Noda expressed his intention to come down hard on the rebels. We think the DPJ top brass should impose severe punishments as soon as possible. In particular, it does not need to show any restraint in dealing with Ozawa, who has gone as far as suggesting he will establish a new party.
The DPJ’s relationship of trust with the LDP and Komeito will be undermined unless it takes definite disciplinary action against the rebels. The possibility cannot be ruled out that further revolts will occur during upcoming votes in the upper house.
Tripartite cooperation significant
At a news conference after Tuesday’s vote, Noda said: “We can no longer keep passing debts on to future generations. Securing stable fiscal resources for social security programs and getting the nation’s fiscal conditions back on a sound footing is the point of carrying out the integrated reform.”
State debts, including those accruing from the issuance of government bonds and borrowings, amounted to about 960 trillion yen as of March 31, 2012. This is more than 7.5 million yen for every person in Japan. Furthermore, the social security budget will record a natural increase of 1 trillion yen a year as the population continues to age.
It is obvious to everyone that state finances cannot be sustained by borrowing more money to pay off debts.
Noda was forced to reshuffle his Cabinet twice this year. This is one example that shows his clumsy management of the government. But on the issue of integrated reform, he has pushed ahead without flinching. He should be lauded for this.
It is undeniable that Noda could not have come up with a scenario for legislating the reform bills without the cooperation of the LDP and Komeito.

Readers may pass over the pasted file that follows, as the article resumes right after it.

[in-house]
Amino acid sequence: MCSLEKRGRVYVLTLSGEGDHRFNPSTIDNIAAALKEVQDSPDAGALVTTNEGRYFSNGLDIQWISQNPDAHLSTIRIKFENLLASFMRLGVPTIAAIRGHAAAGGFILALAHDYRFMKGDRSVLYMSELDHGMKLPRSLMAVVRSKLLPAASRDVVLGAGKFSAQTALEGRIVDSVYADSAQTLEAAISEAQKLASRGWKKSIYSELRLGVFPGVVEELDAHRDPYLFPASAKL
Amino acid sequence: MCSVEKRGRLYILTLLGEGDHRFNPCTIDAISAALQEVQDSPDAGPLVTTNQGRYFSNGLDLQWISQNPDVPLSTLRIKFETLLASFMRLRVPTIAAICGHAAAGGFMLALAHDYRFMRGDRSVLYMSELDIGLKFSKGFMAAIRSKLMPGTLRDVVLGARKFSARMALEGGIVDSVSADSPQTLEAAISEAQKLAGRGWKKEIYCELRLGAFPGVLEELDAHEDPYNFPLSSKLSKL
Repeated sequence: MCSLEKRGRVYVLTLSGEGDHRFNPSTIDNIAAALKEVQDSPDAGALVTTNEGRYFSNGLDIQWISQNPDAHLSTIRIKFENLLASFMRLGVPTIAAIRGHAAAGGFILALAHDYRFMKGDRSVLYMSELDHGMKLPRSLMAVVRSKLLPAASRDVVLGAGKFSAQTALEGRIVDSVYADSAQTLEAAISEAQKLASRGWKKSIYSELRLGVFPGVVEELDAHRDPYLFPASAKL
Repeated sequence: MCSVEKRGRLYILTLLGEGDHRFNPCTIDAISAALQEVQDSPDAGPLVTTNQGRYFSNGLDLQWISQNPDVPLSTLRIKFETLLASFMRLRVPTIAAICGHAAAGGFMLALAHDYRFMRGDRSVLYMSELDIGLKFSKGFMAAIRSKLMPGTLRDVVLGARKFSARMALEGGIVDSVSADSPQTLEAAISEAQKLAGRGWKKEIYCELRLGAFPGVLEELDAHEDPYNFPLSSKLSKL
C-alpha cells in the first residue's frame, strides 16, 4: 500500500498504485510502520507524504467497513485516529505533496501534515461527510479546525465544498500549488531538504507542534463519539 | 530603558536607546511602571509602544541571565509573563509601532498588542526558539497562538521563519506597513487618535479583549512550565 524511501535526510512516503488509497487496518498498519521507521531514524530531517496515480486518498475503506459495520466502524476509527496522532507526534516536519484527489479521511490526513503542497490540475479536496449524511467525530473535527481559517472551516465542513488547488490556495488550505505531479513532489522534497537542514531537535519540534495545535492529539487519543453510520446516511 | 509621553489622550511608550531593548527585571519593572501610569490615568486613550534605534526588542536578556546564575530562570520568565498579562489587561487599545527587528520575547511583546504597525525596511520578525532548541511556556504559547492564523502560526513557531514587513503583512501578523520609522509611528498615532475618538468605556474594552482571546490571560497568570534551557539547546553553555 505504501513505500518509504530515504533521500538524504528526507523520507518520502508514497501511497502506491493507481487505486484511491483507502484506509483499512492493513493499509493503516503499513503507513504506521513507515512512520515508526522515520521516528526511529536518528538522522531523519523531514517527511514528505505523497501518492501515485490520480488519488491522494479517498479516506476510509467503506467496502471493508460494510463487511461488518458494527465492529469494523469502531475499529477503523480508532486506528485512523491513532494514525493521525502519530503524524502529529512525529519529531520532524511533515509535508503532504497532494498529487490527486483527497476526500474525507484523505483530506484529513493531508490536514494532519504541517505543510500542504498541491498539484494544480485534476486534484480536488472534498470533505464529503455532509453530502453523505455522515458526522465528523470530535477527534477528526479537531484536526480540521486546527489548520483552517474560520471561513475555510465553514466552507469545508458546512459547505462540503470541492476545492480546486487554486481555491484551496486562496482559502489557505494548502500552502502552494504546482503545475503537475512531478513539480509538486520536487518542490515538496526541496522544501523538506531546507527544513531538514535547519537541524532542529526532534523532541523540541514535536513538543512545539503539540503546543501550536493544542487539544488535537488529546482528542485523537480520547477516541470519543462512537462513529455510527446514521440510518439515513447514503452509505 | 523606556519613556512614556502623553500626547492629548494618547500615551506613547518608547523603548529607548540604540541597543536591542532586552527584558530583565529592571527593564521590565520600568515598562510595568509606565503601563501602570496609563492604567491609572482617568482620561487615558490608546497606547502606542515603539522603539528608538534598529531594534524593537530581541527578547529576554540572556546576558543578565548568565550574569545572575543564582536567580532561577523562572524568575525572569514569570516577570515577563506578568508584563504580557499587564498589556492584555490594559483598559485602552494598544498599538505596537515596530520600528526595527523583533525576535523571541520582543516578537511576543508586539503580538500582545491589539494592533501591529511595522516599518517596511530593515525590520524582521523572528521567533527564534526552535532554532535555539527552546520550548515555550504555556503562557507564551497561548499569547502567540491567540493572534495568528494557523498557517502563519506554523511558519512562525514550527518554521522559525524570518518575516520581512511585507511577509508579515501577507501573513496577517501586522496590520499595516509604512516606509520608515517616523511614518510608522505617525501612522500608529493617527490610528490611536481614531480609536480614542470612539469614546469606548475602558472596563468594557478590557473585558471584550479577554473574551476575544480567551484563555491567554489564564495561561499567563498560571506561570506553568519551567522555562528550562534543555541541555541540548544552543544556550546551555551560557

The two opposition parties joined talks with the DPJ on revisions of the bills even though there was no guarantee the lower house would be dissolved for a general election, and voted for the bills. This was a wrenching choice for the parties to make. The LDP and Komeito, it can be said, displayed a responsible attitude befitting parties that held power for many years as a coalition government.
There are still hurdles to overcome before the final passage of the bills. But they will clear the Diet if the DPJ, LDP and Komeito maintain their “partial coalition.”
Electoral reform urgent
In the upper house, discussions must be deepened on more efficient budget spending, such as cuts in social security benefits, as well as how to lift the national economy out of deflation. To help low-income earners, who will be affected more acutely by a consumption tax increase, introduction of reduced tax rates on some items should be studied.
The three parties must tackle other pending issues in addition to the integrated reform bills. It will be necessary to pass a special bill for the issuance of deficit-covering bonds.
Reform of the lower house electoral system must not be left on the back burner.
The disparity of vote values between some constituencies under the current system has been judged by the Supreme Court as being in “an unconstitutional state.”
However, no concrete steps have been taken to rectify this situation, which can only be described as dereliction on the part of the ruling and opposition parties.
In cooperating with the LDP and Komeito, the DPJ should give priority to correcting the vote value disparity by quickly implementing a plan to cut single-seat constituencies from five prefectures without increasing seats in other prefectures.
(From The Yomiuri Shimbun, June 27, 2012)